A new report published by the Council of Europe shows that across the continent, rates of imprisonment are falling.
Finland has the lowest rate in any EU country, and is second only to Iceland among 40 of the 47 CoE member states which took part in the study.
Last year 102.5 people out of every 100,000 in Europe were in prison – that’s a drop of 6.6% from the year before.
The lowest incarceration rates were found in Iceland (46.8), Finland (51.1), Netherlands (54.4), Sweden (56.5), Denmark (63.2) and Norway (65.4).
The highest incarceration rates were all found in former Eastern Bloc countries like Russia (418.3), Georgia (252.2), Azerbaijan (235) and Lithuania (234.9) – the highest of any EU country.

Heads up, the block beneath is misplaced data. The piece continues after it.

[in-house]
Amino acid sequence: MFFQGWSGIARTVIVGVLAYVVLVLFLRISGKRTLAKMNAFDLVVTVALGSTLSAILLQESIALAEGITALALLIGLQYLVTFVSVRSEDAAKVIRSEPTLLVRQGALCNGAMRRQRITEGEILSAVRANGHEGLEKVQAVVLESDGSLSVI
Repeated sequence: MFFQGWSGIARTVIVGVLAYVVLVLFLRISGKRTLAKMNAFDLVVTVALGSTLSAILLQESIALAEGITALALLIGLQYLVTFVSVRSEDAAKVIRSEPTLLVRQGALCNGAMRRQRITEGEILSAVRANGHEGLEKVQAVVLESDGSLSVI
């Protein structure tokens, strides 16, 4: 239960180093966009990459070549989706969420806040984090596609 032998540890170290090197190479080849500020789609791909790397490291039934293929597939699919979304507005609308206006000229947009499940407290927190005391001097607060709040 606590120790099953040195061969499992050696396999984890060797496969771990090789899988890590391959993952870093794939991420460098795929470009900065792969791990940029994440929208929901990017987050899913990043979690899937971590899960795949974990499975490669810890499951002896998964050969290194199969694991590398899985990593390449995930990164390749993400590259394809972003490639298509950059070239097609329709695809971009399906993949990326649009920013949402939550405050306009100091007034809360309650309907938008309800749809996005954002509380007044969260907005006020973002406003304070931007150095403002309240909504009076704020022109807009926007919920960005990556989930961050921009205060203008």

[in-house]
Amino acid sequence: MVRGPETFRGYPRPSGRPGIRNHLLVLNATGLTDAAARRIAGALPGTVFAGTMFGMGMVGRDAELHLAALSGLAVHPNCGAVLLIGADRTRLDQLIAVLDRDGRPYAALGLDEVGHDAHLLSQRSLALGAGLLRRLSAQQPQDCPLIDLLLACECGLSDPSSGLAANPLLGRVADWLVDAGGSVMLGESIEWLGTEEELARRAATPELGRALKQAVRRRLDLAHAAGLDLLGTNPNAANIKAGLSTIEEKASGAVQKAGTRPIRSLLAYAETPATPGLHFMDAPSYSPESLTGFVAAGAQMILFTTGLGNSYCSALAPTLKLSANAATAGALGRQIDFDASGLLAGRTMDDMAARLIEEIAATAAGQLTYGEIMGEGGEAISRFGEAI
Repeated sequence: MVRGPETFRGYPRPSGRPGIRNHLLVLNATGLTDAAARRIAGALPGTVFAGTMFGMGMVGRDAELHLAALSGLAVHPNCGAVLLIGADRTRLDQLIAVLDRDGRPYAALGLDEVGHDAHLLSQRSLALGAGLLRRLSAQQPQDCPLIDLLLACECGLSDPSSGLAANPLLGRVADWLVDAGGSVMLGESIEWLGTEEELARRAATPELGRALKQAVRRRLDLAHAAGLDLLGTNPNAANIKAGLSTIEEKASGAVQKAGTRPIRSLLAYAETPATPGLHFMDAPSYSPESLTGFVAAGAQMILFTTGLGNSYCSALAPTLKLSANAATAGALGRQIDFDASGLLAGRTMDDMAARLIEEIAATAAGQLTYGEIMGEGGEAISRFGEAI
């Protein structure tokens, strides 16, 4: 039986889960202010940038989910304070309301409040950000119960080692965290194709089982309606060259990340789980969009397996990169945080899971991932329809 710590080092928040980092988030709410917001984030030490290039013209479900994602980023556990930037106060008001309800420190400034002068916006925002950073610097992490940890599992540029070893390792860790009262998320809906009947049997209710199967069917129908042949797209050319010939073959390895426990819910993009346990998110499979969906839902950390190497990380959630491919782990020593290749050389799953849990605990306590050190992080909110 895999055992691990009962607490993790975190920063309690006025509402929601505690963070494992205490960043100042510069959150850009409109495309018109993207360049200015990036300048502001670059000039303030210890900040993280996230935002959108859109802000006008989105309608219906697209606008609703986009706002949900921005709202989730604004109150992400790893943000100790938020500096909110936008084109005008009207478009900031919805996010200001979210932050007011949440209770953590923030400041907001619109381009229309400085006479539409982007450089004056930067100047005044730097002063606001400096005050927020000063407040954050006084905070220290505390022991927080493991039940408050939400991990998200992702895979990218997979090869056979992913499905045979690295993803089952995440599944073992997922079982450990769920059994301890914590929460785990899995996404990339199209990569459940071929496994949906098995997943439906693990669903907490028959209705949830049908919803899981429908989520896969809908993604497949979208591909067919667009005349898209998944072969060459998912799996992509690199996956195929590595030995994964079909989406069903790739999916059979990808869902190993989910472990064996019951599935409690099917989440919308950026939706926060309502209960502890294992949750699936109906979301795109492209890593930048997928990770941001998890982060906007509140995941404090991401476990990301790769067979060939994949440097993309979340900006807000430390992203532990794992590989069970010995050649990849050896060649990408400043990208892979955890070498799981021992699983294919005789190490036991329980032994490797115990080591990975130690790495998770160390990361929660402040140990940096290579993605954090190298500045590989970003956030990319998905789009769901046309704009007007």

However the low incarceration rates don’t tell the whole story.
The study, which was carried out by researchers at the University of Lausanne in France, finds that Finland is above median for the number of female prisoners, prison crowding, the number of foreigners in jail and the percentage of prisoners who committed suicide.
Finland also ranks near the top of the list for the number of people who escape from prison each year.
Source: News Now Finland